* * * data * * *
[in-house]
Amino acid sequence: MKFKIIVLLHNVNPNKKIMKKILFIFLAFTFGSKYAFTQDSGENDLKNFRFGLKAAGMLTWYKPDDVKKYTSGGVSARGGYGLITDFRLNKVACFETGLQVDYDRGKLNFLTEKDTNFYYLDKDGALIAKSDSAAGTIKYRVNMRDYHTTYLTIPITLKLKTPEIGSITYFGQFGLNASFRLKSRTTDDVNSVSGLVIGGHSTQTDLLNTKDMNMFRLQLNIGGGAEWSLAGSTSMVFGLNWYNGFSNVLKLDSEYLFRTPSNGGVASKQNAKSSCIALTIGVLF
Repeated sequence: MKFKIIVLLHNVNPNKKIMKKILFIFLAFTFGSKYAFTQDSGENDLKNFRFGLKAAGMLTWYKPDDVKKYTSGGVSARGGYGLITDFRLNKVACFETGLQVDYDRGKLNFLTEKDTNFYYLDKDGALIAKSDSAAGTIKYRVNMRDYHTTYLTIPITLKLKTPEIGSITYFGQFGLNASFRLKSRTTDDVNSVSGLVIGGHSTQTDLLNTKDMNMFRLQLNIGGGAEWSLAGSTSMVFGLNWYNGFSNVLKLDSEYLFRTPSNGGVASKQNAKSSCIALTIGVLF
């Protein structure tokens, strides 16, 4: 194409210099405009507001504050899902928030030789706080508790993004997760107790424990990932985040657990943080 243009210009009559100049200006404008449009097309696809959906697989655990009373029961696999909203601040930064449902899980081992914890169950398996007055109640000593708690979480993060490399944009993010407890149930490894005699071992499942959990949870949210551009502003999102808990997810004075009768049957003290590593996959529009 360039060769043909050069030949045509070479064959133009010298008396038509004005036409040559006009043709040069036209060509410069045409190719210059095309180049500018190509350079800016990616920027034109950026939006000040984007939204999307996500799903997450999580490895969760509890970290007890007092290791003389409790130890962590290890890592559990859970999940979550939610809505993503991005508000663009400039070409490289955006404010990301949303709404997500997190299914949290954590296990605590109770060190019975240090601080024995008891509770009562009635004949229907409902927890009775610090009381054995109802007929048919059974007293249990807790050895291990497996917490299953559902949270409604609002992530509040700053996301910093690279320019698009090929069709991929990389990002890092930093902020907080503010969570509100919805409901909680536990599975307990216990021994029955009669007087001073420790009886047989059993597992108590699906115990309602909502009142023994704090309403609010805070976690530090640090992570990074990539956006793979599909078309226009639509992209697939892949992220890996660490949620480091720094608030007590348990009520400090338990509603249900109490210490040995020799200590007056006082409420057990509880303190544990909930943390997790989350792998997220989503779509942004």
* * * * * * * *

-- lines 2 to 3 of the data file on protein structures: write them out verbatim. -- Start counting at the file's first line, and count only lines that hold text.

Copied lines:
Amino acid sequence: MKFKIIVLLHNVNPNKKIMKKILFIFLAFTFGSKYAFTQDSGENDLKNFRFGLKAAGMLTWYKPDDVKKYTSGGVSARGGYGLITDFRLNKVACFETGLQVDYDRGKLNFLTEKDTNFYYLDKDGALIAKSDSAAGTIKYRVNMRDYHTTYLTIPITLKLKTPEIGSITYFGQFGLNASFRLKSRTTDDVNSVSGLVIGGHSTQTDLLNTKDMNMFRLQLNIGGGAEWSLAGSTSMVFGLNWYNGFSNVLKLDSEYLFRTPSNGGVASKQNAKSSCIALTIGVLF
Repeated sequence: MKFKIIVLLHNVNPNKKIMKKILFIFLAFTFGSKYAFTQDSGENDLKNFRFGLKAAGMLTWYKPDDVKKYTSGGVSARGGYGLITDFRLNKVACFETGLQVDYDRGKLNFLTEKDTNFYYLDKDGALIAKSDSAAGTIKYRVNMRDYHTTYLTIPITLKLKTPEIGSITYFGQFGLNASFRLKSRTTDDVNSVSGLVIGGHSTQTDLLNTKDMNMFRLQLNIGGGAEWSLAGSTSMVFGLNWYNGFSNVLKLDSEYLFRTPSNGGVASKQNAKSSCIALTIGVLF